April 24, 2014
Thursday, January 2, 2014

Changes made by CAH did not help

By Eric Weil


Field hockey in Argentina is still officially an amateur sport, yet the country’s national team players (men and women) trained like high- earning professional soccer players and played almost a 100 international matches in all kinds of weather during 2013... losing only around 10% The total includes 4 9-a-side games each in an experimental tournament in Australia.

The men began in hot January, winning a 3-test series at home against Spain and then easily retaining the South American title in Chile where the women did likewise. Between February and April, the women won a 3-match test series against New Zealand and then played there in two 4-team international tournaments, winning one of them, while the men won their five World League 2nd round matches to qualify for the semifinals.

In June, while the women played in the World League semifinals round in London, lost 4-2 to England and were 3rd, but as final hosts they were assured of a final place anyway. The men played their World League semifinals in hot Malaysia and qualified for the finals, losing 4-2 in the final against Olympic champions Germany with whom they had drawn 1-1 in group play. In August, the men retained the Pan-American Cup in Canada, winning all games and beating Canada 4-0 in the final.

In October, both national teams played in the above-mentioned 9-a-sides which have slightly different rules, but also played a few 11-a-side friendlies against other national teams. While in December, the men won all five tests away to South Africa, the Women’s World League finals were held in Tucumán, the only time the writer saw Argentina.

We mentioned recently about the unfairness of this tournament in the heat of Tucumán for which both Argentine Hockey Confederation (CAH) president, Senator Aníbal Fernández and International Hockey Federation (FIH) president, Leandro Negre (for allowing it) must be blamed — with Argentina playing all their matches (except the last) in the cooler night, while others had to play in the hot sun and there were also other advantages Argentina tried to gain. On the last day, playing for 3rd place, Argentina had to play earlier as the final (won by the Dutch) had to be the last game, and they tired in the second half.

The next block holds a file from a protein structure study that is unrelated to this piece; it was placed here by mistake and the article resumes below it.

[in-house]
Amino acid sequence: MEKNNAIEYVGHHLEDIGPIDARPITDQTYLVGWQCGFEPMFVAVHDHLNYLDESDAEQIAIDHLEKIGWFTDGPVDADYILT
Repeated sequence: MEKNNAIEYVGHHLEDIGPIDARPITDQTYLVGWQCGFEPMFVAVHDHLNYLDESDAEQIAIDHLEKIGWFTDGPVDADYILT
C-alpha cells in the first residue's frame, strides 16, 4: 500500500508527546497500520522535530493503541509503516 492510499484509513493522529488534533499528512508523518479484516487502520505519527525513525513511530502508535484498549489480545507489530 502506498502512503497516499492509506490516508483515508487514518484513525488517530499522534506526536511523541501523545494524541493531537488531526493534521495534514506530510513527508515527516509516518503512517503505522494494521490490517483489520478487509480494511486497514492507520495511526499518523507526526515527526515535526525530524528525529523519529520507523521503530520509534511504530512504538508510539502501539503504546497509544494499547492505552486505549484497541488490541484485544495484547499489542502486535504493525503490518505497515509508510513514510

The future looks good however as Argentina had reached the final of the year’s U-21 World Cup to draw with the Dutch and only losing on penalties, while the seniors, although third in Tucumán, had drawn against the other top four teams, England, Australia and the Netherlands. Argentina ended the year as they had started it, ranked at number 2 in the world, behind the Dutch.

I continually complained about holding the tournament in Tucumán in summer where a new stadium still had its glitches when the tournament began. Other complaints must have been successful as the 2014 Women’s Champions Trophy, originally scheduled for Tucumán at the same period, will now be held in Mendoza.

Argentina did not play up to expectations at home, but there were reasons. The newcomers showed up well, but on the whole the team found scoring more difficult, especially from penalty corners from which the scoring percentage was lower than ever. The defence of corner takers Silvina D’Elía and Noel Barrionuevo was not as watertight as before. But Argentina were playing under their third coach within a year and this was the fault of both CAH president Fernández and former president Daniel Marcelini who were not on speaking terms and never got together to sort things out.

Marcelini dismissed World Cup winning women’s coach Carlos Retegui and signed Marcelo Garra-ffo on a 2-year contract months before being defeated by Fernández who immediately replaced Garraffo by Emanuel Roggero from his own club, Quilmes. For the team it meant continual changes of tactics with little time to face important tournaments and Roggero must have felt unwanted as the girls had unsuccessfully asked to keep Garraffo. This had a lot to do with lack of success in the World League semifinal and final stages.

RETEGUI AND AYMAR. Carlos Retegui was put in charge of the men’s national team in one of Fernández’s changes and he must have had something to do with their rise in standard. Now he is back with the women as he has been named head coach of both men and women. This seems a good move (without belittling the qualities of Garraffo).

Luciana Aymar was named as the FIH’s top player of the year for the 8th time. This was a bit of a surprise as this outstanding player, now 36, used to be half the time, but now perhaps only a quarter. But she says she will definitely retire after the World Cup — also annoyed at the above mentioned problems — in June and she will be impossible to replace for the moment.

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